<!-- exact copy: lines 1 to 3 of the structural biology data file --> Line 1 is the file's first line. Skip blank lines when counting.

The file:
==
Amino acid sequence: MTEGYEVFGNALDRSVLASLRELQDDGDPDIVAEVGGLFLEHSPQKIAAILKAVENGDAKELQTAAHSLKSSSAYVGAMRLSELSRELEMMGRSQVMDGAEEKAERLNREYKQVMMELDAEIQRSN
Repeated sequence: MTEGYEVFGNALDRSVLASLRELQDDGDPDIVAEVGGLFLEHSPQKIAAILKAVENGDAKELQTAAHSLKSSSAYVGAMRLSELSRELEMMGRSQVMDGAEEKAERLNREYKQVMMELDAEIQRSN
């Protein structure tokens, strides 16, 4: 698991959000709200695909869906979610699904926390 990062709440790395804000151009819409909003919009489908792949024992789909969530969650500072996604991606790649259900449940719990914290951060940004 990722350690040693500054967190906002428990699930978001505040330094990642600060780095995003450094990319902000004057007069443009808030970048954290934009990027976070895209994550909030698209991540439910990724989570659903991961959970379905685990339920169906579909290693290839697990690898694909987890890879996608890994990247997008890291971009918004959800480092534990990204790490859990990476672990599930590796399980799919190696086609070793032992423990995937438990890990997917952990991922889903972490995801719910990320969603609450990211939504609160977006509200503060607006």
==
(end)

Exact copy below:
Amino acid sequence: MTEGYEVFGNALDRSVLASLRELQDDGDPDIVAEVGGLFLEHSPQKIAAILKAVENGDAKELQTAAHSLKSSSAYVGAMRLSELSRELEMMGRSQVMDGAEEKAERLNREYKQVMMELDAEIQRSN
Repeated sequence: MTEGYEVFGNALDRSVLASLRELQDDGDPDIVAEVGGLFLEHSPQKIAAILKAVENGDAKELQTAAHSLKSSSAYVGAMRLSELSRELEMMGRSQVMDGAEEKAERLNREYKQVMMELDAEIQRSN
């Protein structure tokens, strides 16, 4: 698991959000709200695909869906979610699904926390 990062709440790395804000151009819409909003919009489908792949024992789909969530969650500072996604991606790649259900449940719990914290951060940004 990722350690040693500054967190906002428990699930978001505040330094990642600060780095995003450094990319902000004057007069443009808030970048954290934009990027976070895209994550909030698209991540439910990724989570659903991961959970379905685990339920169906579909290693290839697990690898694909987890890879996608890994990247997008890291971009918004959800480092534990990204790490859990990476672990599930590796399980799919190696086609070793032992423990995937438990890990997917952990991922889903972490995801719910990320969603609450990211939504609160977006509200503060607006």